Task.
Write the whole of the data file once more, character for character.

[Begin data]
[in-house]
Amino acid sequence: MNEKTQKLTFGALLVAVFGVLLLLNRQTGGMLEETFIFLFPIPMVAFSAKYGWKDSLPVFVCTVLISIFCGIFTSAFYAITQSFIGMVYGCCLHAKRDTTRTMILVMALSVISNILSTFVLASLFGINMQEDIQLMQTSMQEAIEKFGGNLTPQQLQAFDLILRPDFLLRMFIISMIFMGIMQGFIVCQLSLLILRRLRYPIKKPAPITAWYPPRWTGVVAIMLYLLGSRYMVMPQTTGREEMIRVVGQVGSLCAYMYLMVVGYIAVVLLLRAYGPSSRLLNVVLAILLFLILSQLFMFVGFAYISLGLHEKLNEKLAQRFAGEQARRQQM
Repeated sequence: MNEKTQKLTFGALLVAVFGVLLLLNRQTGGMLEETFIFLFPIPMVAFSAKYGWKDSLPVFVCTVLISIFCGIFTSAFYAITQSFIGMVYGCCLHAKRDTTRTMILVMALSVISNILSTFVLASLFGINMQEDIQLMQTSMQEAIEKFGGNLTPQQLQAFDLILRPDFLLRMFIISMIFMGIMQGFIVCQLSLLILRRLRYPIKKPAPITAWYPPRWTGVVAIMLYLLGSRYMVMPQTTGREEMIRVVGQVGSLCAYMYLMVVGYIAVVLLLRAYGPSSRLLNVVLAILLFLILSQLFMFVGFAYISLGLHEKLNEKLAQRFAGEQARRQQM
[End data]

[in-house]
Amino acid sequence: MNEKTQKLTFGALLVAVFGVLLLLNRQTGGMLEETFIFLFPIPMVAFSAKYGWKDSLPVFVCTVLISIFCGIFTSAFYAITQSFIGMVYGCCLHAKRDTTRTMILVMALSVISNILSTFVLASLFGINMQEDIQLMQTSMQEAIEKFGGNLTPQQLQAFDLILRPDFLLRMFIISMIFMGIMQGFIVCQLSLLILRRLRYPIKKPAPITAWYPPRWTGVVAIMLYLLGSRYMVMPQTTGREEMIRVVGQVGSLCAYMYLMVVGYIAVVLLLRAYGPSSRLLNVVLAILLFLILSQLFMFVGFAYISLGLHEKLNEKLAQRFAGEQARRQQM
Repeated sequence: MNEKTQKLTFGALLVAVFGVLLLLNRQTGGMLEETFIFLFPIPMVAFSAKYGWKDSLPVFVCTVLISIFCGIFTSAFYAITQSFIGMVYGCCLHAKRDTTRTMILVMALSVISNILSTFVLASLFGINMQEDIQLMQTSMQEAIEKFGGNLTPQQLQAFDLILRPDFLLRMFIISMIFMGIMQGFIVCQLSLLILRRLRYPIKKPAPITAWYPPRWTGVVAIMLYLLGSRYMVMPQTTGREEMIRVVGQVGSLCAYMYLMVVGYIAVVLLLRAYGPSSRLLNVVLAILLFLILSQLFMFVGFAYISLGLHEKLNEKLAQRFAGEQARRQQM